Is Lunar New Year Getting a Tech Makeover?

In today’s connected world, citizens across Asia are embracing Lunar New Year from their mobile phones. Laura Chen blogs on how technology will affect celebrations during the Year of the Dog.

2018_Street_in-China_360x203The Lunar New Year, or widely known as the Spring Festival, is one of my favourite festivities. Celebrated for thousands of years, previous Spring Festival traditions involved offering sacrifices to the god of Fortune and ancestors; setting off firecrackers (government permitting); going home for family reunions, wearing new clothes and giving red packets to the younger ones.

CLICK TO TWEET: In today’s connected world, we’re now embracing the Lunar New Year from our mobile phones. CommScope's Laura Chen explains in this blog.

What has changed?

The Lunar New Year is celebrated by citizens across Asia, including Indonesia, Japan, Korea, Malaysia, Philippines, Singapore, Taiwan, Thailand and Vietnam; although it is the most significant festival in China.

Similar to other holidays, modern celebrations involve enjoying good food during a family reunion, playing mahjong, sporting new wardrobes, and giving red packets. Yet in today’s connected world, we’re now embracing the Lunar New Year from our mobile phones.

Technology gives tradition a new spin

In China, we’re blurring the lines of tradition with the technology that enables it. For example:

  • Digital red packets - WeChat “Hong Bao
    The tradition started when the eldest family members gave red packets (“Hong Bao”) containing money to the younger generation, symbolizing good fortune in the new year. Many corporations have adopted this practice, giving red packets to employees. However, one must be mindful of the amount as numbers like 8 and 88 are considered lucky, according to Chinese numerology.

    Previously, colleagues I know queued outside their boss’ office in anticipation of a red packet. However, with WeChat “Hong Bao”- the digital version of traditional red packets, the tradition is honoured quickly and conveniently. In 2017, 46 billion electronic “Hong Bao” were sent during the Lunar New Year.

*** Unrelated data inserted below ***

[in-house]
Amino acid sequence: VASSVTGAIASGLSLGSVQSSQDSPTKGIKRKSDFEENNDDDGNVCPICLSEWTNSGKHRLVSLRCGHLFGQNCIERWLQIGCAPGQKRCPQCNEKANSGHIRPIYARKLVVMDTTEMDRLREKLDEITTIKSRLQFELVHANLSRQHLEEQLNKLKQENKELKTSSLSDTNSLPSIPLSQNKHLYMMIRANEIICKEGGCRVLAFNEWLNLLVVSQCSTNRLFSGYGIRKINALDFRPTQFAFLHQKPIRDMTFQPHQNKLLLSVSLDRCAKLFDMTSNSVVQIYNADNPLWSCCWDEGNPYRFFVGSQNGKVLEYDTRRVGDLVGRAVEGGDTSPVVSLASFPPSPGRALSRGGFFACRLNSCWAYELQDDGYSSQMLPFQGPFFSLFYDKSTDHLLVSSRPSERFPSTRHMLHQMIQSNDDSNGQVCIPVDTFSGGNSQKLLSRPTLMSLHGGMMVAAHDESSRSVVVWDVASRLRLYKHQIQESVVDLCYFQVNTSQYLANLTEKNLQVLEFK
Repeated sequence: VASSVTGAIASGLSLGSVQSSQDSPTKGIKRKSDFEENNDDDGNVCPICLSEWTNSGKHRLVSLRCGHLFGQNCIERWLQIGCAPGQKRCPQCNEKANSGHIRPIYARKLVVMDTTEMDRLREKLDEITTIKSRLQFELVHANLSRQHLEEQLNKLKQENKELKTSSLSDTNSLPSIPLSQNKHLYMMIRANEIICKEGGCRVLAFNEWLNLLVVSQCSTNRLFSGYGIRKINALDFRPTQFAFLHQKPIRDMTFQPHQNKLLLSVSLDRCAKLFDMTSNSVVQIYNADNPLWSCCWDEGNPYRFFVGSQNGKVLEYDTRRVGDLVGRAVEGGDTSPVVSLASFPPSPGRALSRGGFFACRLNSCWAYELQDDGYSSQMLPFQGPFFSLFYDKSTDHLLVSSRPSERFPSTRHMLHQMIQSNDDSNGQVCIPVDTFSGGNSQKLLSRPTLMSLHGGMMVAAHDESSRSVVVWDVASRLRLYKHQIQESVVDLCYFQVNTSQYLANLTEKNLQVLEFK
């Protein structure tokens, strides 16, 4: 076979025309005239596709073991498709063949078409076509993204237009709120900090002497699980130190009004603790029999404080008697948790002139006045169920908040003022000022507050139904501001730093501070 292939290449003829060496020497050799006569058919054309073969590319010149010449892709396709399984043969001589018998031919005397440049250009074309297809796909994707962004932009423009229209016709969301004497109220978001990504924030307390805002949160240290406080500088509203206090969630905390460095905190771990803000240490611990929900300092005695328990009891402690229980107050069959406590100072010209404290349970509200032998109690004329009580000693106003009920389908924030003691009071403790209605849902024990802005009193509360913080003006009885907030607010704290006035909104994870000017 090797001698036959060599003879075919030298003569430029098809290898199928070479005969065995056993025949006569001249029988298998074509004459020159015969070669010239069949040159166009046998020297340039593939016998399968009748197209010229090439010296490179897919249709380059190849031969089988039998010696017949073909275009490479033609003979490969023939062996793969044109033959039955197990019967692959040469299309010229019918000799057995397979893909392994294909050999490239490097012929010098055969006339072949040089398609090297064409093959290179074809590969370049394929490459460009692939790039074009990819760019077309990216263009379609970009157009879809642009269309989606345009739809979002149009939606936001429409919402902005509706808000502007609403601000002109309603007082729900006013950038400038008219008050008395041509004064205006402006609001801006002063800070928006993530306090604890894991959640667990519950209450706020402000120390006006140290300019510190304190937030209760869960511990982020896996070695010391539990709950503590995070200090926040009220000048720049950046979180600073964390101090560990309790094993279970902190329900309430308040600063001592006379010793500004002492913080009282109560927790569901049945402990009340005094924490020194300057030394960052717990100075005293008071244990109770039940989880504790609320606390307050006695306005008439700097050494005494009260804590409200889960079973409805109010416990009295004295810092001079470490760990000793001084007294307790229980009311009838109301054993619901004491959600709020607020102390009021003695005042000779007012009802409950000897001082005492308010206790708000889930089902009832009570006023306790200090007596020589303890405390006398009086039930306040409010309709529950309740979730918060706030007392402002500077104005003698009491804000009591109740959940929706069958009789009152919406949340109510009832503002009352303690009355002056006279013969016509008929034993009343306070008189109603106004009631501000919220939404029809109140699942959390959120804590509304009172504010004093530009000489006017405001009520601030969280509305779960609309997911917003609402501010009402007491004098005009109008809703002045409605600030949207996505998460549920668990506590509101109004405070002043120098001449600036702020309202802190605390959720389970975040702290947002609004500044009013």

• e-Commerce shopping for new clothes, food…and boyfriends
    Aside from auspicious numbers, the Chinese also believe in ‘lucky food.’ For instance, one of the symbolic dishes is fish which means “abundance” in Chinese. While the ‘lucky food’ remains timeless, the means to purchase them has changed. In 2017, 73% of shoppers went online for their Lunar New Year necessities rather than going to the supermarket in person.

    And it’s not just food. We can get anything we need for the Lunar New Year online, even a temporary boyfriend from Taobao. This helps single women avoid probing questions from curious family members during the festive season!
  • 1,000 rail tickets purchased per second during “Chun Yun”
    “Chun Yun” is a term to describe the world’s largest annual human travel season which occurs during the Spring Festival. City inhabitants from places like Shanghai and Beijing travel home to visit their families, accumulating approximately 2.98 billion trips. With the internet, tickets can be easily purchased online. Rail, being the most popular mode of interstate travel, saw 1,000 rail tickets snapped up every second during 2017 “Chun Yun”.

    It seems that no industry is unaffected. For example, carpooling services are becoming increasingly popular given the popularity of trains in a country of more than one billion inhabitants. Thanks to Didi, China’s private car hailing app, people can now book rides and make travel plans conveniently. Didi Hitch logged as many as 8.4 million long-distance ride shares during the Lunar New Year rush, according to SCMP.

Powering tradition

Consumers are addicted to apps like WeChat and Didi, expecting to be able to make purchases and bookings quickly and conveniently. The ever increasing bandwidth requirements due to the number of connected devices and digital services is putting more strains on the network. And in today’s connected society, modern tradition must be powered by high quality network infrastructure.

Despite this, network infrastructure like cabling tends to be out of sight, out of mind and out of the way. As a result, it’s not always recognized publicly for its value, according to a CommScope blog by James Donovan.

Data centre operators must prepare for this growth, ensuring more speed, lower latency, and zero bottlenecks. They can team with CommScope to create a roadmap for investments in fibre or copper cabling which will ultimately help their networks become more efficient and reliable.

Every Lunar New Year starts with a new zodiac sign and 2018 is the Year of the Dog. As the festive season dawns upon us, I wish all our readers good health, good luck and lots of happiness throughout the year.